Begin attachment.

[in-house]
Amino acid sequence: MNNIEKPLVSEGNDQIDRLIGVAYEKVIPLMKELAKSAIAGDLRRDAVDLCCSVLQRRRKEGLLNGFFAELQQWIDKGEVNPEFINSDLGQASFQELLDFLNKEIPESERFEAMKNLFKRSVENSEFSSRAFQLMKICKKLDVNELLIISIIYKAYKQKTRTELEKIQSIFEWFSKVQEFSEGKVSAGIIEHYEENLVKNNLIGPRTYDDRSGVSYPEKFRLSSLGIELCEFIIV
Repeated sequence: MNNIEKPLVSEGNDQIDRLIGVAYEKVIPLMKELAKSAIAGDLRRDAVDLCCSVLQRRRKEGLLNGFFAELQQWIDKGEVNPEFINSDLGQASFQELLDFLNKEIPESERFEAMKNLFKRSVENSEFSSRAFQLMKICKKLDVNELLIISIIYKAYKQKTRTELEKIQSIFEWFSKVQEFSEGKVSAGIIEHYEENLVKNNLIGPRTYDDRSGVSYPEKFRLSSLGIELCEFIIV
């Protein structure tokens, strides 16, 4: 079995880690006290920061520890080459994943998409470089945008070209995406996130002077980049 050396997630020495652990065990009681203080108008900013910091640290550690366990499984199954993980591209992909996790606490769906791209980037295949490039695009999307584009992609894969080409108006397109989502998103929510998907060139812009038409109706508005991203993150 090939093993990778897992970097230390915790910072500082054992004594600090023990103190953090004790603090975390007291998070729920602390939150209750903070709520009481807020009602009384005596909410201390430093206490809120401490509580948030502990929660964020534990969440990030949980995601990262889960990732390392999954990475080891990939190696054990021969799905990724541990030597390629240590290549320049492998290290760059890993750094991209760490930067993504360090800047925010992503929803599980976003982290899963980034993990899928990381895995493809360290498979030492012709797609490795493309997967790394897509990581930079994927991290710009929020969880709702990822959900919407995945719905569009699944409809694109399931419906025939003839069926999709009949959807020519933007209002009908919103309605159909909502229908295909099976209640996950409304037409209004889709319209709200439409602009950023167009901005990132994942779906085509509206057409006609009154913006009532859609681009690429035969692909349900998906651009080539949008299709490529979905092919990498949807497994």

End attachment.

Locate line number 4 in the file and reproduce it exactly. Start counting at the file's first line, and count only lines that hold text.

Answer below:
């Protein structure tokens, strides 16, 4: 079995880690006290920061520890080459994943998409470089945008070209995406996130002077980049 050396997630020495652990065990009681203080108008900013910091640290550690366990499984199954993980591209992909996790606490769906791209980037295949490039695009999307584009992609894969080409108006397109989502998103929510998907060139812009038409109706508005991203993150 090939093993990778897992970097230390915790910072500082054992004594600090023990103190953090004790603090975390007291998070729920602390939150209750903070709520009481807020009602009384005596909410201390430093206490809120401490509580948030502990929660964020534990969440990030949980995601990262889960990732390392999954990475080891990939190696054990021969799905990724541990030597390629240590290549320049492998290290760059890993750094991209760490930067993504360090800047925010992503929803599980976003982290899963980034993990899928990381895995493809360290498979030492012709797609490795493309997967790394897509990581930079994927991290710009929020969880709702990822959900919407995945719905569009699944409809694109399931419906025939003839069926999709009949959807020519933007209002009908919103309605159909909502229908295909099976209640996950409304037409209004889709319209709200439409602009950023167009901005990132994942779906085509509206057409006609009154913006009532859609681009690429035969692909349900998906651009080539949008299709490529979905092919990498949807497994």